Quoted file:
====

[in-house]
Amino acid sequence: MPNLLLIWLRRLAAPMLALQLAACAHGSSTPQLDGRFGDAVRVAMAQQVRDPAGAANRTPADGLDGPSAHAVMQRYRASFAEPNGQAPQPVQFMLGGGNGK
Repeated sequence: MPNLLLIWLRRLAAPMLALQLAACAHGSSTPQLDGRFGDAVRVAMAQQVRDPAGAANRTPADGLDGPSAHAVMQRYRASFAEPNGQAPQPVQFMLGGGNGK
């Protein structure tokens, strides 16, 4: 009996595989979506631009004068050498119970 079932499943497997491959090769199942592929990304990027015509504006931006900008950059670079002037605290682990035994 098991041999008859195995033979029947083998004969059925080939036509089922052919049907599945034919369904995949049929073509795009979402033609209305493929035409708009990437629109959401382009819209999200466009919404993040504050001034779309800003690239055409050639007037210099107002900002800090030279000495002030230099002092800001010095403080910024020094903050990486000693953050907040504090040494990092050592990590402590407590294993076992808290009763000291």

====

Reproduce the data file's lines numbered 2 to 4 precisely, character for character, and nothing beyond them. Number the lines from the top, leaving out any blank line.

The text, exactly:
Amino acid sequence: MPNLLLIWLRRLAAPMLALQLAACAHGSSTPQLDGRFGDAVRVAMAQQVRDPAGAANRTPADGLDGPSAHAVMQRYRASFAEPNGQAPQPVQFMLGGGNGK
Repeated sequence: MPNLLLIWLRRLAAPMLALQLAACAHGSSTPQLDGRFGDAVRVAMAQQVRDPAGAANRTPADGLDGPSAHAVMQRYRASFAEPNGQAPQPVQFMLGGGNGK
């Protein structure tokens, strides 16, 4: 009996595989979506631009004068050498119970 079932499943497997491959090769199942592929990304990027015509504006931006900008950059670079002037605290682990035994 098991041999008859195995033979029947083998004969059925080939036509089922052919049907599945034919369904995949049929073509795009979402033609209305493929035409708009990437629109959401382009819209999200466009919404993040504050001034779309800003690239055409050639007037210099107002900002800090030279000495002030230099002092800001010095403080910024020094903050990486000693953050907040504090040494990092050592990590402590407590294993076992808290009763000291």